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Calcium Deposits and Peripheral Artery Disease (PAD)

Calcium Deposits and PAD

What Causes Calcium Deposits?

Calcium is a mineral that naturally occurs in the body and is necessary for one’s general health. When it collects in the wrong place, it can turn into tiny crystals or calcium deposits. Calcium can collect in the arteries where it becomes plaque, which restricts blood flow.

Several factors cause calcium deposits to form:

  • Chronic inflammation
  • Infection
  • Genetic disorders
  • Autoimmune disorders
  • Calcium metabolism disorders

“Calcium buildup can lead to complications,” states Dr. Yan Katsnelson, “which become evident when symptoms begin to arise.”

Symptoms of Calcium Deposits in Legs

Calcium deposits that form in the arteries of the legs can restrict blood flow, which may make your legs feel numb, painful, or tingly. These symptoms occur as a result of the legs not getting enough blood and oxygen for them to function properly, especially when doing more challenging tasks, such as running or climbing stairs.

If you have symptoms of pain or numbness in your legs, you may suffer from peripheral artery disease (PAD). This condition results from restricted blood flow caused by plaque or calcium buildup in the arteries. USA Vascular Centers offers minimally invasive PAD treatments to help restore normal blood flow. 



Complications of Calcium Deposits

High levels of calcium in your body are typically associated with increased risk of developing more severe health issues. A large amount of calcium buildup in your coronary arteries puts you at risk for a heart attack, and calcium deposits that develop in the arteries of your brain can cause dizziness, headaches, and memory loss. 

Calcium in the leg arteries can lead to the development of peripheral artery disease (PAD). PAD is a narrowing of the arteries caused by excess plaque buildup. The most common type of PAD occurs in the lower extremities. When the legs are unable to receive enough blood and oxygen to function normally, PAD patients experience pain and decreased mobility. In severe cases, the condition can lead to amputation.

Although at this time there is no way to prevent the buildup of calcium in the tissue, also known as calcification, Yan Katsnelson M.D. shares some healthy habits you can introduce to your life. For example, quitting smoking, exercising, reducing your sodium intake, and adding more vegetables to your diet can help reduce calcium buildup in your arteries. If you have an excess of calcium in your body that leads to another health condition, like PAD, there is no substitute for seeking treatment.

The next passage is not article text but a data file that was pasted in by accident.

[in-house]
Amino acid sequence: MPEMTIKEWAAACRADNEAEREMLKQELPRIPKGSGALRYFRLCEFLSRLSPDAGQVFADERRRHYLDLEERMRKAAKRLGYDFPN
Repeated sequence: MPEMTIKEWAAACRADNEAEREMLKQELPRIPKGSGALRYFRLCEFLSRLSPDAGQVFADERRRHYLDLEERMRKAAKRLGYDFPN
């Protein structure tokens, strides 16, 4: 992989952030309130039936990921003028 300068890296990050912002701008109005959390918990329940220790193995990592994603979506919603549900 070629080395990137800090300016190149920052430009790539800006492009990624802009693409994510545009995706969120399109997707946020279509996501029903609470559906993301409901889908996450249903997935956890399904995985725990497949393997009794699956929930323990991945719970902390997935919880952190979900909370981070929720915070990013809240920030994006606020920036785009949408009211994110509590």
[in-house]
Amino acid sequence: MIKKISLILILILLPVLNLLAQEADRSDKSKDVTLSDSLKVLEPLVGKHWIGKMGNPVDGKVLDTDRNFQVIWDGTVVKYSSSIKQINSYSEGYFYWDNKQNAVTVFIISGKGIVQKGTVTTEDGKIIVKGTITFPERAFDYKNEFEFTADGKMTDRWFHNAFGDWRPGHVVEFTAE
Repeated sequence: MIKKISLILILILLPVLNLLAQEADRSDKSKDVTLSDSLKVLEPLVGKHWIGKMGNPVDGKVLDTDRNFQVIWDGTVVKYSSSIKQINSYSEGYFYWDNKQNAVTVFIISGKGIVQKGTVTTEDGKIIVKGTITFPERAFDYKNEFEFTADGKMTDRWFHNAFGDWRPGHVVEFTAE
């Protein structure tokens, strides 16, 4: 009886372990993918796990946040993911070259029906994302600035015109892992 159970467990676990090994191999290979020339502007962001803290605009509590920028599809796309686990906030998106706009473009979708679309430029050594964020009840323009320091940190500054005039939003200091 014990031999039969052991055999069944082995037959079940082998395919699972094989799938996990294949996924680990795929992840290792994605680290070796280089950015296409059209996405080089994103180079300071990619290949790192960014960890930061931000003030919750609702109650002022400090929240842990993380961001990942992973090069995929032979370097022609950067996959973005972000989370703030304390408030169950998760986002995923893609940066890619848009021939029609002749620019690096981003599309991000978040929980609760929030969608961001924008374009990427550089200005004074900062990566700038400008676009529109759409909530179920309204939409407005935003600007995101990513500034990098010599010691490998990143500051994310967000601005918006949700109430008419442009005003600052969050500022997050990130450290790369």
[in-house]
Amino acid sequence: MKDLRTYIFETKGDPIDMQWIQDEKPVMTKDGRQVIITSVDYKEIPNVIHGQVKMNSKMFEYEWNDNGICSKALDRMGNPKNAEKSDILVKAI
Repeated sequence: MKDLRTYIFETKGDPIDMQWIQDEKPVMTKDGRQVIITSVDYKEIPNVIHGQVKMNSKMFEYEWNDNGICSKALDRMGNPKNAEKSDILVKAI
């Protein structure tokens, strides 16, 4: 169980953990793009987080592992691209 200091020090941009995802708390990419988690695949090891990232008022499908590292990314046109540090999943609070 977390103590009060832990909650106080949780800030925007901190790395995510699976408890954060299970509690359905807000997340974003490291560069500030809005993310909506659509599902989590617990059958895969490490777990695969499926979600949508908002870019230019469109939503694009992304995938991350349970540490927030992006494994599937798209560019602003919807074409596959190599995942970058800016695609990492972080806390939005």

How Are Calcium Deposits Linked to Peripheral Artery Disease (PAD)?

Calcium deposits occur due to the buildup of fatty plaque because of high levels of bad cholesterol (LDL) and other factors in the blood. This condition is also known as atherosclerosis, which is a precursor to getting PAD. Peripheral artery disease stems from a buildup of plaque specifically in the legs, which restricts blood flow to the muscles in this area. This buildup often causes pain and loss of mobility because of a lack of nutrition for the muscles. 

Among the arteries most commonly blocked due to calcium buildup include iliac arteries in the pelvis, superficial femoral artery or SFA in the thigh, and infrapopliteal artery below the knee.

Some hardening of the arteries with age is normal but the below group of individuals are at an increased risk of developing PAD:

  • Age over 50
  • High levels of cholesterol and triglycerides in the blood
  • High blood pressure (hypertension)
  • Diabetes
  • Chronic and heavy drinking
  • Smoking
  • Inactivity

Early detection of calcium buildup may help in preventing the development of PAD, heart, and cerebral health issues. If not handled promptly, calcium deposits in arteries (arterial calcification) can lead to an increased risk of limb events, including amputation.

At USA Vascular Centers, our PAD doctors will begin your diagnosis with examinations to ascertain the presence of PAD in your legs and decide on a treatment plan.